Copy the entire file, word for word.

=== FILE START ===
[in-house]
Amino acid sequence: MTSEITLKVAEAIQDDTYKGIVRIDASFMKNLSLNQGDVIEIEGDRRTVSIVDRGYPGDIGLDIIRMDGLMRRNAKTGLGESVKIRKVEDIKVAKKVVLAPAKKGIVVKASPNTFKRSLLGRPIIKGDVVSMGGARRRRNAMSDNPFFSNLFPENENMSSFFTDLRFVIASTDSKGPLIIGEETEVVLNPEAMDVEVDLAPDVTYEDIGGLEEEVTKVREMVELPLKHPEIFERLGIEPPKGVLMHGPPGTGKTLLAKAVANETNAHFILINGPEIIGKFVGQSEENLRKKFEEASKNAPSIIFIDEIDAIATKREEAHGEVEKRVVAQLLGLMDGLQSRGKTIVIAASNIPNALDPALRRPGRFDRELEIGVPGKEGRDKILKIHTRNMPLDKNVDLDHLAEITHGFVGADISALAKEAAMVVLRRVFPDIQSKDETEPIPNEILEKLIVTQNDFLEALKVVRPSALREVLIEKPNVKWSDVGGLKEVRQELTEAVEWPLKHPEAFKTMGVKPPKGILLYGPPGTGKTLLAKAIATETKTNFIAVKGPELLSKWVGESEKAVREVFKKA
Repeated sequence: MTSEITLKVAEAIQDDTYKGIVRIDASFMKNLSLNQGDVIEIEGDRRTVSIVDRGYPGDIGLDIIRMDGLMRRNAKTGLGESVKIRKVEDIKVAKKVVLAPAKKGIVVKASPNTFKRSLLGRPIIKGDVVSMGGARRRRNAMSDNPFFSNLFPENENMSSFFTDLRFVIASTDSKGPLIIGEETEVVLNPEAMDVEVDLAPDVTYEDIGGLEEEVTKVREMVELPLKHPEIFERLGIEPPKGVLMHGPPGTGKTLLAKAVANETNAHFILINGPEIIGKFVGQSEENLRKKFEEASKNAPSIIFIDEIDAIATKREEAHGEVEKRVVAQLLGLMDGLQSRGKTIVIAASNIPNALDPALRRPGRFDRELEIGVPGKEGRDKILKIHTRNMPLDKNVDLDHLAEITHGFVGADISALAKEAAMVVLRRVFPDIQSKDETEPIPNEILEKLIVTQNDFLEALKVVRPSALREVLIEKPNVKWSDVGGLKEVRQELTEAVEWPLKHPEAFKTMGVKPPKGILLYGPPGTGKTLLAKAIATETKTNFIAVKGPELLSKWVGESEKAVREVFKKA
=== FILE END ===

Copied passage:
[in-house]
Amino acid sequence: MTSEITLKVAEAIQDDTYKGIVRIDASFMKNLSLNQGDVIEIEGDRRTVSIVDRGYPGDIGLDIIRMDGLMRRNAKTGLGESVKIRKVEDIKVAKKVVLAPAKKGIVVKASPNTFKRSLLGRPIIKGDVVSMGGARRRRNAMSDNPFFSNLFPENENMSSFFTDLRFVIASTDSKGPLIIGEETEVVLNPEAMDVEVDLAPDVTYEDIGGLEEEVTKVREMVELPLKHPEIFERLGIEPPKGVLMHGPPGTGKTLLAKAVANETNAHFILINGPEIIGKFVGQSEENLRKKFEEASKNAPSIIFIDEIDAIATKREEAHGEVEKRVVAQLLGLMDGLQSRGKTIVIAASNIPNALDPALRRPGRFDRELEIGVPGKEGRDKILKIHTRNMPLDKNVDLDHLAEITHGFVGADISALAKEAAMVVLRRVFPDIQSKDETEPIPNEILEKLIVTQNDFLEALKVVRPSALREVLIEKPNVKWSDVGGLKEVRQELTEAVEWPLKHPEAFKTMGVKPPKGILLYGPPGTGKTLLAKAIATETKTNFIAVKGPELLSKWVGESEKAVREVFKKA
Repeated sequence: MTSEITLKVAEAIQDDTYKGIVRIDASFMKNLSLNQGDVIEIEGDRRTVSIVDRGYPGDIGLDIIRMDGLMRRNAKTGLGESVKIRKVEDIKVAKKVVLAPAKKGIVVKASPNTFKRSLLGRPIIKGDVVSMGGARRRRNAMSDNPFFSNLFPENENMSSFFTDLRFVIASTDSKGPLIIGEETEVVLNPEAMDVEVDLAPDVTYEDIGGLEEEVTKVREMVELPLKHPEIFERLGIEPPKGVLMHGPPGTGKTLLAKAVANETNAHFILINGPEIIGKFVGQSEENLRKKFEEASKNAPSIIFIDEIDAIATKREEAHGEVEKRVVAQLLGLMDGLQSRGKTIVIAASNIPNALDPALRRPGRFDRELEIGVPGKEGRDKILKIHTRNMPLDKNVDLDHLAEITHGFVGADISALAKEAAMVVLRRVFPDIQSKDETEPIPNEILEKLIVTQNDFLEALKVVRPSALREVLIEKPNVKWSDVGGLKEVRQELTEAVEWPLKHPEAFKTMGVKPPKGILLYGPPGTGKTLLAKAIATETKTNFIAVKGPELLSKWVGESEKAVREVFKKA